My Most Recent QSO's

Saturday, November 21, 2009

The Dog House

Advice for the forlorn...... I still find this to be the "funniest video" I've seen in years.

In my hometown, Christmas decorations have already appeared in many businesses. (it started about 3 weeks before Thanksgiving this year) I think the advertisements are abundant because it takes a little longer, every year, to get people in the "commercial" spirit of Christmas. I have no doubt we've lost the 'true meaning' of the merriment.

As a word of wisdom to my fellow Ham Radio operators, be careful about buying those "thoughtless gifts" for your loved ones this year. Your wife may not be overjoyed with your purchase of another radio.

You might find yourself in "The Dog House".

You have to watch it a couple of times to pick up on all the subtleties.

Friday, November 20, 2009

QRPp Contact in Michigan

The beginning of this month brought me an interesting QRPp contact with a station in Jackson Michigan. I say interesting because Zeke (KD8HES) was using a "Classic" Tuna Tin (2) that runs less than 1/2 watt and he was using a "simple wire antenna" (a dipole) up 30 feet. I always feel a special sense of accomplishment when working a QRPp station. (especially one using a simple wire antenna)

The " Tuna Tin 2 " is a modern version of the original built by Doug DeMan (W1FB) I say modern because it's nearly impossible to find the "original parts" and the circuit has been modified to use modern components.

But the output power is only 450 mw and the modern kit's cost is a whopping $20.

This morning I worked Zeke (KD8HES) "again" on 40 meters and I could hear (339) him a little better this time. I'm fascinated every time I work a little station like this.....nothing more than a few simple parts and a simple wire antenna.

There's real "magic" involved when working these kind of stations!

Thursday, November 19, 2009

Boy Scout Camp in WV

I was delighted to see the "Boy Scouts" choice of a new "national jamboree" site in West Virginia today. It was in this mornings newspaper . The location is about an hours drive from here and located near the New River Gorge. (it's about 60 miles long). The New River Gorge is my favorite hiking spot in this state and I've spent many hours hiking, rafting, kayaking, biking, and geocaching in this area.
The Boy Scouts have been negotiating with the state for several years about this choice for a new "high adventure" base in the United States. The "National Jamboree" status is an "added bonus" because every four years, it will bring us around 40,000 scouts and 200,000 visitors a year.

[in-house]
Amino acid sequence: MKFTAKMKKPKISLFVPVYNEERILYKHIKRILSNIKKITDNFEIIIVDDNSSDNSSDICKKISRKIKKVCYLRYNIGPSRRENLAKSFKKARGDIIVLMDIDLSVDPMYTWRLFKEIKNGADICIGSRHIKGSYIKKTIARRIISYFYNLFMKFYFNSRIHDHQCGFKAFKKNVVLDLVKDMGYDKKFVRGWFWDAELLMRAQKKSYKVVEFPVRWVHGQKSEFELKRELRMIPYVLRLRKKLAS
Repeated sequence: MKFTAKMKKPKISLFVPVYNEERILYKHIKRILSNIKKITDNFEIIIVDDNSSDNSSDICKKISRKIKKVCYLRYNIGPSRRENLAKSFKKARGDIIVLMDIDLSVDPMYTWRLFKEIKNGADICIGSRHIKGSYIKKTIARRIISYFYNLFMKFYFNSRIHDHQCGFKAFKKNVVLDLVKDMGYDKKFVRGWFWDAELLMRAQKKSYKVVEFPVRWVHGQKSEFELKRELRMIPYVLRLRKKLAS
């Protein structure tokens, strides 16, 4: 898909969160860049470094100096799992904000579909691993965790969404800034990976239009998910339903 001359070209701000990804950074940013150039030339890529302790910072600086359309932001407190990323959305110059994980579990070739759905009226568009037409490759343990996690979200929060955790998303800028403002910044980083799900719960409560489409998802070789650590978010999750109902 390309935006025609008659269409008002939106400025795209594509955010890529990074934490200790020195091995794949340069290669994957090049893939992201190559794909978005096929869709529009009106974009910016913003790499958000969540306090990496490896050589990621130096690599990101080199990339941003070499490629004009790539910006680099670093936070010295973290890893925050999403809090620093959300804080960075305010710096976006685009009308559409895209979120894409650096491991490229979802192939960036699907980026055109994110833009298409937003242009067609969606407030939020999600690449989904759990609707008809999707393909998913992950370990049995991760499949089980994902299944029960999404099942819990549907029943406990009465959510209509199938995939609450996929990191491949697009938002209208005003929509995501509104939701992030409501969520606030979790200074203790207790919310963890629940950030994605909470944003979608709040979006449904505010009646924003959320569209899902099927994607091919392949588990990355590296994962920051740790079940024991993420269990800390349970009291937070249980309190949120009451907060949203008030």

I've always considered West Virginia a real "gold mine" for outdoor adventures since we have an abundance to offer in this realm. West Virginia is a wonderful place to live, howbeit a difficult place to earn a decent wage. We're a poor rural state that is controlled mostly by "out of state" coal mining conglomerates. But in a paradox of events, this location is the site of an old "strip mine". It's a wonderful use of rare flat land.

This Boy Scout site will be a real improvement and addition to our tourism industry. Originated by Baden-Powell (of English ancestry), the Boy Scouts have "world wide activities" designed to promote leadership and responsible citizenship for its members. There is the "distinct possibility" that this site might also become the site of the "World Jamboree" in the near future.

Most Hams are aware of the yearly " Jamboree on the Air " event in the United States. Hopefully, this new site will grow some new Amateur Radio Operators in West Virginia. I can see right now that I need to review the Boy Scouts " Radio Merit Badge ". This large gathering is going to need some good teachers.

Tuesday, November 17, 2009

International Space Station on 3860 MHz.

I've known (for many years) about the re-transmission of the Space Station broadcasts but haven't heard them in probably 5 or more years.